Austin and Saxby v Commissioner of the Police for the Metropolis: QBD 23 Mar 2005

Towards the end of a substantial May Day demonstration on the streets of London, police surrounded about 3,000 people in Oxford Circus and did not allow them to leave for seven hours. The claimant who was present, but not involved in any of the organisation sought damages.
Held: Police have powers to act out of necessity to defend property. The throwing of a cordon around the crowd was not arresting the individuals in the crowd. The detention was not for a brief time, and the claimant’s human rights were engaged, but it was justifiable under Article 5.1. The police intended to arrest those who had committed offences and to bring them before the courts. And to arrest others they reasonably suspected would commit further offences. Seven hours was well within the scale of ‘promptly’ referred to in the Article. It was reasonable to have treated all those in Oxford Circus as demonstrators until they came forward with their personal circumstances. Less intrusive action would not have been appropriate or effective.
Tugendhat J said: ‘The court must allow for the fact that it may be very difficult for the police to identify the target or predict the scale of violent disorder.
I conclude that the court should accord a high degree of respect for the police officers’ appreciation of the risks of what the members of the crowd might have done if not contained. At the same time the court should subject to a very close scrutiny the practical effect which derogating measures have on individual human rights, the importance of the rights affected, and the robustness of any safeguards intended to minimise the impact of derogating members on individual human rights.’


Tugendhat J


Times 14-Apr-2005, [2005] EWHC 480


Public Order Act 1986 12 814, European Convention on Human Rights 5.1


CitedRigby and another v Chief Constable of Northamptonshire 1985
The police were found liable to pay damages for negligence having fired a gas canister into the plaintiffs’ gunsmith’s hop premises in order to flush out a dangerous psychopath. There had been a real and substantial fire risk in firing the canister . .
CitedGuenat v Switzerland ECHR 10-Apr-1995
Article 5 did not apply to a claim of false imprisonment by the police where they had acted through necessity. . .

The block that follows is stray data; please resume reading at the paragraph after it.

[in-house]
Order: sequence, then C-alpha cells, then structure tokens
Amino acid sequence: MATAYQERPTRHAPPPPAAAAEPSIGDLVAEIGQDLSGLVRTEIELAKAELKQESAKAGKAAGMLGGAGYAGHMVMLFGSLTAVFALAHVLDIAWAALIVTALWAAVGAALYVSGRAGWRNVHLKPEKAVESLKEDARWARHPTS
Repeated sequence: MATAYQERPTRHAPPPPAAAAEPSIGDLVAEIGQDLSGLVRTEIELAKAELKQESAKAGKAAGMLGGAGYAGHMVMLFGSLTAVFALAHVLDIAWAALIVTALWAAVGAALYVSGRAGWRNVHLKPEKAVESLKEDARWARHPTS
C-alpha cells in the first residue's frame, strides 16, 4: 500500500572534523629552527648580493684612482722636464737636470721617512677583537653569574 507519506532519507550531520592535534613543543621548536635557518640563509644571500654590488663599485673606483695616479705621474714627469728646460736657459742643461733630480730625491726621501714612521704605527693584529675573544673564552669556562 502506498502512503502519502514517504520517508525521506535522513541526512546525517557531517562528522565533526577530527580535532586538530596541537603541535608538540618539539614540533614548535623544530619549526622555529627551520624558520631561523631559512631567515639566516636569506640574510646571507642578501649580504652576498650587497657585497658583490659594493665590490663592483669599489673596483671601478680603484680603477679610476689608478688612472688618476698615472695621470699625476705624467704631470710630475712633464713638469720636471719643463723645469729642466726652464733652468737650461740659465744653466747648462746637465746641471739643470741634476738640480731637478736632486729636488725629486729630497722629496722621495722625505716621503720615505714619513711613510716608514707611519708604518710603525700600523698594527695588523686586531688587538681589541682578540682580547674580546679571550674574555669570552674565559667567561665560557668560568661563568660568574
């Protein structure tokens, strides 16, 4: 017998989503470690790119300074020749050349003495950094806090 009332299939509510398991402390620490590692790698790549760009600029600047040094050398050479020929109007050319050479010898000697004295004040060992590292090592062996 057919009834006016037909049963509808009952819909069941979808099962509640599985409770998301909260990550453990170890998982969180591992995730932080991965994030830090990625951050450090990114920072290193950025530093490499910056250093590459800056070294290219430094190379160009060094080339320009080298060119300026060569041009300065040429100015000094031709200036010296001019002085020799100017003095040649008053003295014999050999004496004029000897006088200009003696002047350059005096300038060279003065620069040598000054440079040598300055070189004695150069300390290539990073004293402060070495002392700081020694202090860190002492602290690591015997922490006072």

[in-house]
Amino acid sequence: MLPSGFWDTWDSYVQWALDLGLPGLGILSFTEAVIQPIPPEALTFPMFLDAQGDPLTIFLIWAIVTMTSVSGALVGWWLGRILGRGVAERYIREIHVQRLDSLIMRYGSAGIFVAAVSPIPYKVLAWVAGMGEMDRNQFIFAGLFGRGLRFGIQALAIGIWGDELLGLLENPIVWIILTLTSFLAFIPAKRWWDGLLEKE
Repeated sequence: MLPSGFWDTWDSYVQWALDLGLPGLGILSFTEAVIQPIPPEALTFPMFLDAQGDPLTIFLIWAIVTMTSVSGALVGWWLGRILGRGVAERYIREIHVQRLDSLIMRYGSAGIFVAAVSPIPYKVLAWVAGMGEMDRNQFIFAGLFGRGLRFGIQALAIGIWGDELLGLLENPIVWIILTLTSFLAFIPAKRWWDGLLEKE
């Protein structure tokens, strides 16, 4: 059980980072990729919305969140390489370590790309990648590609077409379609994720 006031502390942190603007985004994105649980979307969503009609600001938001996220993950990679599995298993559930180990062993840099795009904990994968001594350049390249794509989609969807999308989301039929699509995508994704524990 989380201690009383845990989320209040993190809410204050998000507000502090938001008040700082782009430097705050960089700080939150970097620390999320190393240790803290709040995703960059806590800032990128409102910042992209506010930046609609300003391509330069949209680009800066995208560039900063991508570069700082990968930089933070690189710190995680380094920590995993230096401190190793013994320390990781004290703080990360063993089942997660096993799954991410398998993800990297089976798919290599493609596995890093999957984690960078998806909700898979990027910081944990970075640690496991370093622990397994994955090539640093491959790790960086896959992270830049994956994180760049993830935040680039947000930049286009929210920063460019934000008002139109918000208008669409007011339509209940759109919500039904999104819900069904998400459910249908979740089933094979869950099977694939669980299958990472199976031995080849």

CitedLaporte, Regina (on the Application of) v Gloucestershire Constabulary and others CA 8-Dec-2004
The claimant had been in a bus taking her and others to an intended demonstration. The police feared breaches of the peace, and stopped the bus, and ordered the driver to return to London, and escorted it to ensure it did not stop.
Held: The . .
CitedAlbert v Lavin HL 3-Dec-1981
An off duty and out of uniform police officer attempted to restrain the defendant jumping ahead of a bus queue. The defendant struggled, and continued to do so even after being told that of the officer’s status. He said he had not believed that he . .
CitedL v United Kingdom ECHR 5-Oct-2004
The claimant had suffered mental illness and threatened to hurt himself. He was taken into hospital as a voluntary patient, but in effect detained compulsorily. He lacked capacity to consent to medical treatment.
Held: The holding of a patient . .
CitedGillan and Quinton, Regina (on the Application of) v Commissioner of Police for the Metropolis and Another CA 29-Jul-2004
The appellants had challenged the lawfulness of being stopped and searched by police. The officers relied on an authorisation made under the 2000 Act. They had been on their way to attending an arms fair, intending to demonstrate.
Held: The . .
CitedCastorina v Chief Constable of Surrey CA 10-Jun-1988
Whether an officer had reasonable cause to arrest somebody without a warrant depended upon an objective assessment of the information available to him, and not upon his subjective beliefs. The court had three questions to ask (per Woolf LJ): ‘(a) . .

Cited by:

CitedSingh and others v Chief Constable of West Midlands Police QBD 4-Nov-2005
A play was presented which was seen by many Sikhs as offensive. Protesters were eventually ordered to disperse under s30 of the 2003 Act. The defendants appealed their convictions for having breached that order, saying that it interfered with their . .
Lists of cited by and citing cases may be incomplete.

Police, Human Rights, Torts – Other

Updated: 30 April 2022; Ref: scu.225889